- Further, at the current juncture, profits for telcos are under pressure from severe competition and the falling ARPUs (Average Revenue Per User). Given this, AGR due will seriously hurt financial stability of whatever telecom companies are doing business in the Indian market.
- Also, Telecom equipment suppliers may also go down as their dues will not be paid.
- The failure of a few large players could lead to one or two players emerging near-monopolies. This may leave the Indian consumer vulnerable to high pricing, sub-standard products and lack of options.
- The AGR issue has triggered panic in the banking industry, given that the telecom sector is highly leveraged.
- Failure of the cascading effect will be felt across the economy as banks face the consequences of the company going bankrupt (non-performing assets will rise).
- The AGR issue may add to the vulnerability of an already fragile banking system.
- Apart from impacting the banking sector, the collapse of the telecom sector may increase unemployment, and reduce investment, adding to our economic and social problems.
- The Telecom industry is critical to the government’s plans for a digital economy, including from the upcoming 5G spectrum auctions.
- 5G forms the part of critical infrastructure.
- On the positive note, If companies are ready to pay AGR dues, it will lead to a higher contribution to the public exchequer. This could help bridge gaps in the fiscal deficit and bolster government revenues to rescue the slowing economy.
In response to save stressed telecom sector, DoT has directed all government departments to not take any action against telecom operators if they failed to clear AGR-related dues as per the Supreme Court’s order. While there was no change in the amount they had to pay, it did buy them time as they hoped for relief from the Supreme Court.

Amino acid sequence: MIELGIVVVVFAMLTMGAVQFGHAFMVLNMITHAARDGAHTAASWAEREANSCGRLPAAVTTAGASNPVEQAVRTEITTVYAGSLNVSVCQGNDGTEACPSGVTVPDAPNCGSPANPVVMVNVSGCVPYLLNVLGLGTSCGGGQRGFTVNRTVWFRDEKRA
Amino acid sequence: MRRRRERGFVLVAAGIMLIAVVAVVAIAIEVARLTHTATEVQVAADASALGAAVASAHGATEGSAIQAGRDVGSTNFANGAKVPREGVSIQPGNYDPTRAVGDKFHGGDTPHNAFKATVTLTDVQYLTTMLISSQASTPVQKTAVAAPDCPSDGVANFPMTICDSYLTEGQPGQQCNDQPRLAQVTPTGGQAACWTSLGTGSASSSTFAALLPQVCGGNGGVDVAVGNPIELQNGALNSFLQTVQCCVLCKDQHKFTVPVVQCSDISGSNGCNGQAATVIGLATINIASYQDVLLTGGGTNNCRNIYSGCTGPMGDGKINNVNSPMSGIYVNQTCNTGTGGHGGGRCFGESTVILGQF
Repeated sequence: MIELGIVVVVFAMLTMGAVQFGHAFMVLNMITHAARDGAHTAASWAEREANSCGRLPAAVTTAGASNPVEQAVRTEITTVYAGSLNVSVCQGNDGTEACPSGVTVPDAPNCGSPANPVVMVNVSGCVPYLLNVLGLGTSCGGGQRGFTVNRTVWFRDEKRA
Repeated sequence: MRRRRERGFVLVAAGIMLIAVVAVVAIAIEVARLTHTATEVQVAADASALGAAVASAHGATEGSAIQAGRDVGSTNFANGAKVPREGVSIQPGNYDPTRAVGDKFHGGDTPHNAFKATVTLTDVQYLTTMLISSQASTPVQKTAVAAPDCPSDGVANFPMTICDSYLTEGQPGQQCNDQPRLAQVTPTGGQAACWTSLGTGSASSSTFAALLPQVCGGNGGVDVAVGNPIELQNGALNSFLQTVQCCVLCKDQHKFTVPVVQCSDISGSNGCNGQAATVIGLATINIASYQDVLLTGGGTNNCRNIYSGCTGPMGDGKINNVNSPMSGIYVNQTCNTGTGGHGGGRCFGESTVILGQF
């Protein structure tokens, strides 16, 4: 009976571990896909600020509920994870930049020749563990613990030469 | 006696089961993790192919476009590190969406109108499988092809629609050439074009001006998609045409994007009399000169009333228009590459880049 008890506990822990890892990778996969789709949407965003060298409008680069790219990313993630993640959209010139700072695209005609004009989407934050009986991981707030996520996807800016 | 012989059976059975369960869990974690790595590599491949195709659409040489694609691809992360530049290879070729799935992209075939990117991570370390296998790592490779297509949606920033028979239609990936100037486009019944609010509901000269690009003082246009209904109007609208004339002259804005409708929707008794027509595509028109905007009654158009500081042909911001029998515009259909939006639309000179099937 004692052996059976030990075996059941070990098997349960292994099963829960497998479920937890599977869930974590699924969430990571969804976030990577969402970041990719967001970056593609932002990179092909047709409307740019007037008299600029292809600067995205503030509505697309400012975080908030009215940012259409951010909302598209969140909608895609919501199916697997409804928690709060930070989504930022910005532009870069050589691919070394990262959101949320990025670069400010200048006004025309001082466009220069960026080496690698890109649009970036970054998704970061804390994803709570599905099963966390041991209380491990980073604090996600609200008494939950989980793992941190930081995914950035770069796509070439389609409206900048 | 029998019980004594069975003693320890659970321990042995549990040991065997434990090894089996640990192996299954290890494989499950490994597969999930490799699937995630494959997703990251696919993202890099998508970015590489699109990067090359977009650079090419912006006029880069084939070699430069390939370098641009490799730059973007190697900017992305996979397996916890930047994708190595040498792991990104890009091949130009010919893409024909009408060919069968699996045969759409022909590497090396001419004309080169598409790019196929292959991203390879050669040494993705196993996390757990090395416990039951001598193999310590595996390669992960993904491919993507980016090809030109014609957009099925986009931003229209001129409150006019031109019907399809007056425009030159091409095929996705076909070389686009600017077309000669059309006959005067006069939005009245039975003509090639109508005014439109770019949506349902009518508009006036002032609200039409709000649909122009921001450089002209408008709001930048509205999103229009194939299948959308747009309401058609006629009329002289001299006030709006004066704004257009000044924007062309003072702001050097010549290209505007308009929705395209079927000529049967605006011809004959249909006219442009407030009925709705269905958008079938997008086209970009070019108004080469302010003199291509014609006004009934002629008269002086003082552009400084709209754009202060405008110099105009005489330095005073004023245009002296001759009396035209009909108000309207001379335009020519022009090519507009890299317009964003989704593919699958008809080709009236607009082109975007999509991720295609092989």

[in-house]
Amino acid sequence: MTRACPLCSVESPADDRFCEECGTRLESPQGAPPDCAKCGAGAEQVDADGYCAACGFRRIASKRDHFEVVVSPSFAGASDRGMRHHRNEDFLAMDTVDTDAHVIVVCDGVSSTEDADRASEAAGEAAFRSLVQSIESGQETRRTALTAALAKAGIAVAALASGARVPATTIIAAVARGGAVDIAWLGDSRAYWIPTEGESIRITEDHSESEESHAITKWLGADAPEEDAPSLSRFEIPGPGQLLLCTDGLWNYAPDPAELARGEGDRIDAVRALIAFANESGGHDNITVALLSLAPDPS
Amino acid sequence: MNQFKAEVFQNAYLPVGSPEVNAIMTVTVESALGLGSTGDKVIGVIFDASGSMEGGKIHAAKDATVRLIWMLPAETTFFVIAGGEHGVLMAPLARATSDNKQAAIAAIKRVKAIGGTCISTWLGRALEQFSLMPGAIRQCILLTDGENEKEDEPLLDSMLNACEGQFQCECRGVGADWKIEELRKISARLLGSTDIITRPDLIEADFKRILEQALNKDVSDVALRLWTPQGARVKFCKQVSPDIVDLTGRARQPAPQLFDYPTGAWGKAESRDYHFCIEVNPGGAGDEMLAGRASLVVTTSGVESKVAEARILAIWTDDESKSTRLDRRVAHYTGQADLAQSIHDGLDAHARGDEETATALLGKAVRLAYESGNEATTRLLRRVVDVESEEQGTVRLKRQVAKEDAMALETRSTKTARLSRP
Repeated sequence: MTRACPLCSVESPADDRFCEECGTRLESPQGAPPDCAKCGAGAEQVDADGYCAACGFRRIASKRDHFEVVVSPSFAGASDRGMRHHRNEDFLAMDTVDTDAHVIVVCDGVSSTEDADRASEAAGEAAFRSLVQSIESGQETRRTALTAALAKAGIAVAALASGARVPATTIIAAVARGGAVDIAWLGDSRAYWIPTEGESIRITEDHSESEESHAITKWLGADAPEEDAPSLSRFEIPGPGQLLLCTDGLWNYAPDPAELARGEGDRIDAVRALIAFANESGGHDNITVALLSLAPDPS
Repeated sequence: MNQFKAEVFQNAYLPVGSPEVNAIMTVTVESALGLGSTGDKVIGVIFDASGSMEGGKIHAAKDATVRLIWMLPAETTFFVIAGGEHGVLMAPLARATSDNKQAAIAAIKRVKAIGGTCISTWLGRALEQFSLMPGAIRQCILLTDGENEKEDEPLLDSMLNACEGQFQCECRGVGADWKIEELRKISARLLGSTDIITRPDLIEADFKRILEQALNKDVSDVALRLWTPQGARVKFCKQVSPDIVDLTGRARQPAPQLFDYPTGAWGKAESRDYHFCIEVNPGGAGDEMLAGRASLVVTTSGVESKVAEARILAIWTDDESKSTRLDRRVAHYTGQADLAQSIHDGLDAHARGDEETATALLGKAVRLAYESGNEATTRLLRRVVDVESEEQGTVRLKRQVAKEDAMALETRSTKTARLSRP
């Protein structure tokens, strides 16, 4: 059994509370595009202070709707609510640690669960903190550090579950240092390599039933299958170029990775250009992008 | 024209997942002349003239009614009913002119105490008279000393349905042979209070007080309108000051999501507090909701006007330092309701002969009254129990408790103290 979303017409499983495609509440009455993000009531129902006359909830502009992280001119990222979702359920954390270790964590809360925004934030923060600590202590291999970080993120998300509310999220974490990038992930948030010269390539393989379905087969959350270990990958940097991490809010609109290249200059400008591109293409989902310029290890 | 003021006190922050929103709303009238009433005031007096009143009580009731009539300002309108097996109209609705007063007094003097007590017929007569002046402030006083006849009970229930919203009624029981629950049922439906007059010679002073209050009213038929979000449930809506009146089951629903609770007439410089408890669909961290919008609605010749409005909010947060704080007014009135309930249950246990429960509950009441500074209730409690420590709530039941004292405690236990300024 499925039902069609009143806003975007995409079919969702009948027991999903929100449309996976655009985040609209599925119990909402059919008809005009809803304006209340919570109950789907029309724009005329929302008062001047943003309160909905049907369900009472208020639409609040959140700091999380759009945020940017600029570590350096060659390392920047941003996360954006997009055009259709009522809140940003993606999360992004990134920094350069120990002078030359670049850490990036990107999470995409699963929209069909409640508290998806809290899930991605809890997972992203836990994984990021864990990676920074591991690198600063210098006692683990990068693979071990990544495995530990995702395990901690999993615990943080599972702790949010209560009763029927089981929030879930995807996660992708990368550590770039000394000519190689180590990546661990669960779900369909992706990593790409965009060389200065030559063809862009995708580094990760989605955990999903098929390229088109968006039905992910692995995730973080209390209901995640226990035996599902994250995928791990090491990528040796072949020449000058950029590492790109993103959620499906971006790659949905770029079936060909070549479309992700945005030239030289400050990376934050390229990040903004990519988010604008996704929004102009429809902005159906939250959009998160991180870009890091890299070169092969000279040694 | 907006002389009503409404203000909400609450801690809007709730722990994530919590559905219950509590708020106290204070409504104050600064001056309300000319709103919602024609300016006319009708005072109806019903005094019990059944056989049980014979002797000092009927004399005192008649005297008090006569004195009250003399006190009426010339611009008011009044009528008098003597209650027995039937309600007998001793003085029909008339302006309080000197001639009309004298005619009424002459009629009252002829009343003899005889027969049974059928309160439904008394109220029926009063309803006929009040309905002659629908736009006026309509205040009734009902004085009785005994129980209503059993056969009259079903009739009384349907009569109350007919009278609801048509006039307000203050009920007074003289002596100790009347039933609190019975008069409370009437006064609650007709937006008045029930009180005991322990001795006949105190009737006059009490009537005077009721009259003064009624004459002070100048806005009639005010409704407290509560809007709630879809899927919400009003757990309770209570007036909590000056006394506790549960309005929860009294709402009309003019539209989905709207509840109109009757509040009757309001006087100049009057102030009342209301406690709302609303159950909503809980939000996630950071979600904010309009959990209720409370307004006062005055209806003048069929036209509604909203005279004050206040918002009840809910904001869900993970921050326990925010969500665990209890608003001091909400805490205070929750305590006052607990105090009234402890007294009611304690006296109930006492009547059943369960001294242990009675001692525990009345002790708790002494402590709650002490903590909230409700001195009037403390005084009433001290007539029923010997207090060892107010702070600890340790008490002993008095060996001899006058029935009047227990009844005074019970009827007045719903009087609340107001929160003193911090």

In this context, there is a need for a holistic set of reforms to save the telecom sector from this crisis.
- The government should give up demanding AGR as a lump-sum amount, rather, it can be broken in instalments to be paid over the period.
- Also, penalty and interest on penalty can be waived, as the Supreme Court recognises that there was no willful defiance of the law that is an essential ingredient to attract the levy of penalty.
- As this is a commercial matter, the government and telcos should also explore Alternative Dispute Resolution (ADR) mechanism.
- Since the telecom industry is crucial to India’s next wave of growth through digitalisation and the government should not be blinded by short-term revenue considerations that imperil long-term prospects.
- In this light, the Government should consider accepting the Telecom Disputes Settlement and Appellate Tribunal (TDSAT) ruling of 2015 on AGR.
- Further, the government needs to actively facilitate shared infrastructure with policies and legislation. One way is through consortiums for network development and management, charging for usage by authorised operators.
Drishti Mains Question
The telecom industry is crucial to India’s next wave of growth through digitalisation and the government should not be blinded by short-term revenue considerations that imperil long-term prospects. Discuss.